Monday, September 12, 2011

Planning meeting on September 12 at 7:30 PM for Tow Hall/Cheering On the Death Machine

 Fund Our Comunities-Baltimore usually meets on Mondays at 7:30 PM, and the meetings now take place at Max’s residence.  The next meeting will be at 7:30 PM on Mon., Sept. 12.  The focus of the meeting will be to continue planning for the Sept. 26 Town Hall meeting on military spending at the Cathedral of the Incarnation, University Pkwy. & N. Charles St.  To get directions to Max’s residence, call 410-366-1637 or email mobuszewski at 




There is just no way Rick Perry could get elected president.  However, I said the same thing about another guy from Texas, who led the nation in executions.







The New York Times

September 11, 2011

Cheering On the Death Machine

Even supporters of the death penalty used to consider execution a solemn state responsibility, not an occasion for celebration. But the crowd of Republicans who gathered at the Reagan Library last week to watch their presidential candidates debate actually applauded and cheered when a moderator noted that Texas had executed 234 inmates under Gov. Rick Perry, by far the most under any governor in modern times.

Then came Mr. Perry’s blithe denial that he had ever struggled with a single one of those state killings. Texas has a “thoughtful, a very clear process,” he said, which ensures everyone a fair hearing, so there is no need to lose sleep over the possibility of executing an innocent person.

It may not trouble Mr. Perry, but any clear-eyed observer would be shocked at the grim momentum of his state’s death machine, which stops for no suggestion of error. The clearest and best-known illustration of that was the 2004 execution of Cameron Todd Willingham for the home fire that killed his three children, despite egregious flaws in the forensic science that helped convict him. In the face of serious questions, Mr. Perry refused to grant a reprieve for Mr. Willingham, and years later replaced the members of a state forensic commission that was about to hold hearings on the execution.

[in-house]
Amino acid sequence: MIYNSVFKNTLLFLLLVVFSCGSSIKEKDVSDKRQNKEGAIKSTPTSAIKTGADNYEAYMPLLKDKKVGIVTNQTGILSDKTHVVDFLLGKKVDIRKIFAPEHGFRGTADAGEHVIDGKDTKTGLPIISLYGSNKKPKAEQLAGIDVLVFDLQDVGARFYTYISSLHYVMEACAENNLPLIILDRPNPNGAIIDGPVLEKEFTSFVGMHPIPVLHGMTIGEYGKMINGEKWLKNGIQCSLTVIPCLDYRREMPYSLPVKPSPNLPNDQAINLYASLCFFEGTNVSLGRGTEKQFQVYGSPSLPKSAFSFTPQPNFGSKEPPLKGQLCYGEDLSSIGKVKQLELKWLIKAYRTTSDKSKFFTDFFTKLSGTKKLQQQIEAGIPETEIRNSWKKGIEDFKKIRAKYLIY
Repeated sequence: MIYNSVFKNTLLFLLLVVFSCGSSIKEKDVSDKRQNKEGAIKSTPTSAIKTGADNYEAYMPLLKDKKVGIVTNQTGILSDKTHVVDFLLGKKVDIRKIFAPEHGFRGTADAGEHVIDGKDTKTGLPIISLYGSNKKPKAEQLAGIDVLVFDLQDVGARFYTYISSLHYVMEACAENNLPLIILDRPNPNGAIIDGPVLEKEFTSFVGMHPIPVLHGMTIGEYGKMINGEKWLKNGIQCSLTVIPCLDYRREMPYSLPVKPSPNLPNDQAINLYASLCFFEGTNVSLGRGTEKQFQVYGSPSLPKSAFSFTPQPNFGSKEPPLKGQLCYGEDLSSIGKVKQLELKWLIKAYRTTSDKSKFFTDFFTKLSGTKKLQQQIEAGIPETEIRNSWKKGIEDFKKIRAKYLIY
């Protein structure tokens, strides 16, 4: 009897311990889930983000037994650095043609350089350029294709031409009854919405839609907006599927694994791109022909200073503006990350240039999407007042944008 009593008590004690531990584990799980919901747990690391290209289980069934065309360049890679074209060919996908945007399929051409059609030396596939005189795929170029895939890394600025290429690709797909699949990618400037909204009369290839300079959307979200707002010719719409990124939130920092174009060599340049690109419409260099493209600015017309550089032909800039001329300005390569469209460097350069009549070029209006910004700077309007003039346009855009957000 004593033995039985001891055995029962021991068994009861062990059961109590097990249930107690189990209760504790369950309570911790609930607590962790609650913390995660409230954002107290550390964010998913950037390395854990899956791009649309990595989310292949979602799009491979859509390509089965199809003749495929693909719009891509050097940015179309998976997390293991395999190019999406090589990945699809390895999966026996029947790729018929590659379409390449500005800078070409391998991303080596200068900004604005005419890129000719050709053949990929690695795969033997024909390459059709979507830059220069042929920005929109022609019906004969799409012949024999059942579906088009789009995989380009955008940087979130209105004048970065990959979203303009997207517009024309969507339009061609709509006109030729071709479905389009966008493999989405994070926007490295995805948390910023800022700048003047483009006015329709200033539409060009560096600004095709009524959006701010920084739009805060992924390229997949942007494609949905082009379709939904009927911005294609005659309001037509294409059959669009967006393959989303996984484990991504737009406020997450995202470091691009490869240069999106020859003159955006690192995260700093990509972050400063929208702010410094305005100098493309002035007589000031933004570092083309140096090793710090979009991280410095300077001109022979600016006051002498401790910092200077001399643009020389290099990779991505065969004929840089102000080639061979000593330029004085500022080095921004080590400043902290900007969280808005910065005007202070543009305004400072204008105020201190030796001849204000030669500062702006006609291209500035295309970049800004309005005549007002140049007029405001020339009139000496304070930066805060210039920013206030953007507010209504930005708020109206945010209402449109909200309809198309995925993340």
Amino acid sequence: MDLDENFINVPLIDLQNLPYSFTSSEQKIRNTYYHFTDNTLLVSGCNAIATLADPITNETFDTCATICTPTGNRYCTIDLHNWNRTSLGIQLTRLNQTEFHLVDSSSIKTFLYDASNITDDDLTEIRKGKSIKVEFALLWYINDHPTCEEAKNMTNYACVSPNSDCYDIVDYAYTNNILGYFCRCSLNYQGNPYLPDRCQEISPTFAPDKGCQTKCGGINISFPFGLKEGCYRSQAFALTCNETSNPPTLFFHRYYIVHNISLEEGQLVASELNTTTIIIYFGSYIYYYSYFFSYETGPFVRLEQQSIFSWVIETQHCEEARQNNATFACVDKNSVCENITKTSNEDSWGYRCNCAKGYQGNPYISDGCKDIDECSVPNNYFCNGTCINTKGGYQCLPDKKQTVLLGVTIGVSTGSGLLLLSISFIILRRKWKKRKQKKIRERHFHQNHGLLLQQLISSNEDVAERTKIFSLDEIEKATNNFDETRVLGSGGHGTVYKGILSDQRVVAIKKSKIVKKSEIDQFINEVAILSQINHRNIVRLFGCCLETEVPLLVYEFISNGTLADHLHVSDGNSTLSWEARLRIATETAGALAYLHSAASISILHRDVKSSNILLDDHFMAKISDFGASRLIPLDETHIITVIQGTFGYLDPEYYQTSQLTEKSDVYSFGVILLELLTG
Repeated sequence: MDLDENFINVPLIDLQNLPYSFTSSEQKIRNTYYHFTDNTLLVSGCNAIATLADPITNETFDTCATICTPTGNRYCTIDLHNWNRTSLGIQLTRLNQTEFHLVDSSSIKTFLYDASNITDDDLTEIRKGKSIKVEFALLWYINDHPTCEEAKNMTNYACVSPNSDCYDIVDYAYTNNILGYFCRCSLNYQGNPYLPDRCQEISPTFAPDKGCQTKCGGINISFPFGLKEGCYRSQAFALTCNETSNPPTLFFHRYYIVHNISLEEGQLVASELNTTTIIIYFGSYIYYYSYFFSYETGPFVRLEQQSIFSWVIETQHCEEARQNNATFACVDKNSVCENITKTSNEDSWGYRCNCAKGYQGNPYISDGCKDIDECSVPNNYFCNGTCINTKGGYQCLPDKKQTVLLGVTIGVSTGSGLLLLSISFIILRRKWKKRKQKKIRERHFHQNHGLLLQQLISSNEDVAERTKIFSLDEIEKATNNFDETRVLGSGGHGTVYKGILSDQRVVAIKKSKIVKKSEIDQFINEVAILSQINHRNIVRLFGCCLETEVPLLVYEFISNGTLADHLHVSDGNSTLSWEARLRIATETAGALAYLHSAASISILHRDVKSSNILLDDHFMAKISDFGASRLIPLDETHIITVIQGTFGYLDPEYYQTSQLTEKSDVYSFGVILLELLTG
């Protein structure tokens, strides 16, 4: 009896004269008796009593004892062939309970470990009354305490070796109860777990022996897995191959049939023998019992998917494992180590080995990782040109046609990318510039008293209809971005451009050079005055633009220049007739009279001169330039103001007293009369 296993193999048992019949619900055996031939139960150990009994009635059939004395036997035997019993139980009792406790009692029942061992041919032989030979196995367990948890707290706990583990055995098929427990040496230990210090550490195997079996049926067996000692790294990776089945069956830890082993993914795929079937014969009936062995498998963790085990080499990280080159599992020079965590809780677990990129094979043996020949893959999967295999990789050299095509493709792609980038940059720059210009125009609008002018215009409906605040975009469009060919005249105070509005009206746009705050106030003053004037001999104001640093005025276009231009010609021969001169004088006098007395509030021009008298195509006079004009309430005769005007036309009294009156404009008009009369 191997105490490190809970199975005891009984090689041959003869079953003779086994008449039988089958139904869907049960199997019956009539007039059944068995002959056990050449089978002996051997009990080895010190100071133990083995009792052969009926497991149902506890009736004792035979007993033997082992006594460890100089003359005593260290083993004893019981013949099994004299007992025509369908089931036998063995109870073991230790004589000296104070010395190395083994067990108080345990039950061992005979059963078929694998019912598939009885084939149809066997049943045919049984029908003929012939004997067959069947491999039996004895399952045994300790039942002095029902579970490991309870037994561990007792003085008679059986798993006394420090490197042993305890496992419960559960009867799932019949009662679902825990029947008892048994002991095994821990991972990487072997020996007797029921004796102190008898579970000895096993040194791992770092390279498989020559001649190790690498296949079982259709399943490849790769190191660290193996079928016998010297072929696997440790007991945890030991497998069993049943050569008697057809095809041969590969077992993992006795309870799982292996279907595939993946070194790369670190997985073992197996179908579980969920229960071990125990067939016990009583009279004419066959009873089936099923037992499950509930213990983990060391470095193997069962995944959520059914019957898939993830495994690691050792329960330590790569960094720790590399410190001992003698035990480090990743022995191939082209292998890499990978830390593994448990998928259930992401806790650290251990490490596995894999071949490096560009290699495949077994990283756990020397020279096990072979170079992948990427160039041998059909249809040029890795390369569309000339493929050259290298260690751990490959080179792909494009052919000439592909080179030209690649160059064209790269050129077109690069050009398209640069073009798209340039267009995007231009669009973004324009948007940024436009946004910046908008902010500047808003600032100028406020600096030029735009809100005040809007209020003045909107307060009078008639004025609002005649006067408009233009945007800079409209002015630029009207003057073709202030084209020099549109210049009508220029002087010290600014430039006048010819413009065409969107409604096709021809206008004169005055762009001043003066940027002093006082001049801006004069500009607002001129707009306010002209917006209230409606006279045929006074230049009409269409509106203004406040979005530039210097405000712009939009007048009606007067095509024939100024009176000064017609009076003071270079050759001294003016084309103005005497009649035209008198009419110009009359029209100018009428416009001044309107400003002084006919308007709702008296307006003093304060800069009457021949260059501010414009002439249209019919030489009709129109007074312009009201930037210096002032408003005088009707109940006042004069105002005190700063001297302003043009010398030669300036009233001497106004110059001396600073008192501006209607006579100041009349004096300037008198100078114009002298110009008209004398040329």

That is hardly the only questionable case during his tenure, as shown by a database developed by The Texas Tribune, a partner of The New York Times. In a recent report, The Tribune described the case of Kelsey Patterson, who was executed for two 1992 shootings despite a recommendation to Mr. Perry for clemency by the Texas Board of Pardons and Paroles on the grounds of clear mental incapacity. He has also approved the execution of a man whose lawyer suffered from mental illness and was repeatedly disciplined; a man involved in a fatal robbery who did not kill the victim; and a man who was 17 at the time of a murder and received clemency recommendations from the trial judge and several legislators.

Mr. Perry is well known for being extremely parsimonious with his clemency authority. His attitude about death may make sense in the hard-edged Republican primaries, but other voters should have serious doubts about a man who seems to have none.

© 2011 The New York Times Company

Donations can be sent to the Baltimore Nonviolence Center, 325 E. 25th St., Baltimore, MD 21218.  Ph: 410-366-1637; Email: mobuszewski [at] Go to


"The master class has always declared the wars; the subject class has always fought the battles. The master class has had all to gain and nothing to lose, while the subject class has had nothing to gain and everything to lose--especially their lives." Eugene Victor Debs


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